In December, 2012, a symposium to explore and debate future directions for health inequalities research, Where Next for Health Inequalities? (www.healthinequalities.net/) was co-organised by one of us (KS) at the University of Edinburgh. One of the themes that emerged from discussions at this symposium, as well as in a series of interviews with researchers and policy actors undertaken in advance of this event (Smith, 2013), was an evident concern, among both researchers and policymakers, about the limited range of theories that contribute to explaining the origins and implications of health inequalities. This was the start of the long and winding road that has led to the production of this special issue. We have divided the issue into two parts: the articles in Part 1 focus on outlining, employing or refining theories that are intended to help us better understand the production of health inequalities; whereas the articles in Part 2 are more concerned with how various theories can help us think about (actual and potential) responses to these inequalities.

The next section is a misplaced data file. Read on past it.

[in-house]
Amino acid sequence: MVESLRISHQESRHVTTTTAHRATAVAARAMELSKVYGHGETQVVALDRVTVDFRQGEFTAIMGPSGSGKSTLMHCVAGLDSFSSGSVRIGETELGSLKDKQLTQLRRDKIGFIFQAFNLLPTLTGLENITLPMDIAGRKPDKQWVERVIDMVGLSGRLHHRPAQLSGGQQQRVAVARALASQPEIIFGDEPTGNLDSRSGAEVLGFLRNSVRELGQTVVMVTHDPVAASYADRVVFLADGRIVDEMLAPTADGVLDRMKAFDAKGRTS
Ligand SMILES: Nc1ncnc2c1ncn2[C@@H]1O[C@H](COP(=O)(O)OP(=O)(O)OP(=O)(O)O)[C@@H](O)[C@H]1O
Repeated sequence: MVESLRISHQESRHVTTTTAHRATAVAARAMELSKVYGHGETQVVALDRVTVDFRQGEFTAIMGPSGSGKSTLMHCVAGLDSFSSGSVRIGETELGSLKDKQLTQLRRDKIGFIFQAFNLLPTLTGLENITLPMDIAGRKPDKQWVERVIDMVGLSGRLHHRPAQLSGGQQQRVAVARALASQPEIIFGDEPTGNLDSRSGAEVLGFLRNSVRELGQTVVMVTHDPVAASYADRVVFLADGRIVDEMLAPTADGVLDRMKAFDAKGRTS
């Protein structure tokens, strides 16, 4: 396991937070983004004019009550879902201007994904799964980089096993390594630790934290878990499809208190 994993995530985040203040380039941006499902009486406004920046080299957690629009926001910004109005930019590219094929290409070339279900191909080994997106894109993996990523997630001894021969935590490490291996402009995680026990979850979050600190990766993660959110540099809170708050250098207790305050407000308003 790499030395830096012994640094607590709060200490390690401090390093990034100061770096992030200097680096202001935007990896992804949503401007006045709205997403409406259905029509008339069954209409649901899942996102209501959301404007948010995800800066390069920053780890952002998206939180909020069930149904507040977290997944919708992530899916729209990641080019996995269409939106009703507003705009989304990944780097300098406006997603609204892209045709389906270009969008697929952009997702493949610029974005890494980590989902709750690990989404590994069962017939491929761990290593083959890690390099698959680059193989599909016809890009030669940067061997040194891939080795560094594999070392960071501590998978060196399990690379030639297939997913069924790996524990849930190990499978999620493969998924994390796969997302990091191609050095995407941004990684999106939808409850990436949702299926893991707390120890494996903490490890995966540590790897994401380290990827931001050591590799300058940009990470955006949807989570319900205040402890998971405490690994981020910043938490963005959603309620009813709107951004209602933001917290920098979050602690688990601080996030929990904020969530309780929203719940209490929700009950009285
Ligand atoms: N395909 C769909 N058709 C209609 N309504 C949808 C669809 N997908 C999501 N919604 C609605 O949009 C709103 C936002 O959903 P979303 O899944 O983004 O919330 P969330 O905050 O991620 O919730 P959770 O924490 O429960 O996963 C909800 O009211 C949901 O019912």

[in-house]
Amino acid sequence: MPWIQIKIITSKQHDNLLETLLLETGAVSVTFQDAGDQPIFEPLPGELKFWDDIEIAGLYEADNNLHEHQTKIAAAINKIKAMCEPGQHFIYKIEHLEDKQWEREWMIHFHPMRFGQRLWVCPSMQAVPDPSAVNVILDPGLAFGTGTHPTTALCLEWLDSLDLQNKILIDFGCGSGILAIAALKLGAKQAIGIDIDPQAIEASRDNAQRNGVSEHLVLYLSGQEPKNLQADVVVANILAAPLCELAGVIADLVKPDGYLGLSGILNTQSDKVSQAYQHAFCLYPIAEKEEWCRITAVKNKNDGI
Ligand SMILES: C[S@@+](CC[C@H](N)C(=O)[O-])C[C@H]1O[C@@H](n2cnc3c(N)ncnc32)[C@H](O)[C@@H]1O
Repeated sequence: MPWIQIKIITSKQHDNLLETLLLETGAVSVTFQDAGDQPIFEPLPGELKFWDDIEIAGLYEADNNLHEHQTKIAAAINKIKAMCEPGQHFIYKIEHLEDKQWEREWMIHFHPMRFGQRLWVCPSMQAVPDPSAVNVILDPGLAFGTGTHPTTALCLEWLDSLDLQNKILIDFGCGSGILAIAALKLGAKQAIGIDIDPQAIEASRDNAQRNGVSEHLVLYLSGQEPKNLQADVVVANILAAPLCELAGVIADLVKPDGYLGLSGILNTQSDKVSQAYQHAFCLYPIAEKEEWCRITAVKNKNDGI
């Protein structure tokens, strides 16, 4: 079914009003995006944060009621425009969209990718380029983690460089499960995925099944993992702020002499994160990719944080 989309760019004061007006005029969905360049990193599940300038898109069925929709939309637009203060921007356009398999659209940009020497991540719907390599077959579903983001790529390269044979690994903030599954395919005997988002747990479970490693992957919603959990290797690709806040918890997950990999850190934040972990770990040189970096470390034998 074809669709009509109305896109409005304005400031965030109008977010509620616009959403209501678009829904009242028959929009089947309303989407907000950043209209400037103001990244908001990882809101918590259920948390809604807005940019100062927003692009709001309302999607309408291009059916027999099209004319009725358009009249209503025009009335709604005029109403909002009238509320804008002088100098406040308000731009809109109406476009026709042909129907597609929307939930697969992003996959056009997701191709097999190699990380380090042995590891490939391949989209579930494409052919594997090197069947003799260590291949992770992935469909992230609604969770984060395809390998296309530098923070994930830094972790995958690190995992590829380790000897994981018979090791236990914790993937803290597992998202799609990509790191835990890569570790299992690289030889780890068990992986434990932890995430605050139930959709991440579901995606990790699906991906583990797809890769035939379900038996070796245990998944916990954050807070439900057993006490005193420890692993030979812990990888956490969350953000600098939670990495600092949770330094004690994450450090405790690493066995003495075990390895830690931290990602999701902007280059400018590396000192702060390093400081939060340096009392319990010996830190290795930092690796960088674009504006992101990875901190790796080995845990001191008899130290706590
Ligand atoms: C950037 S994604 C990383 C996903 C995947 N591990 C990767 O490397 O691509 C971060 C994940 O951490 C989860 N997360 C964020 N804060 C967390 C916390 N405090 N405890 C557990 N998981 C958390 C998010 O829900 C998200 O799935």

- health inequalities
- health policy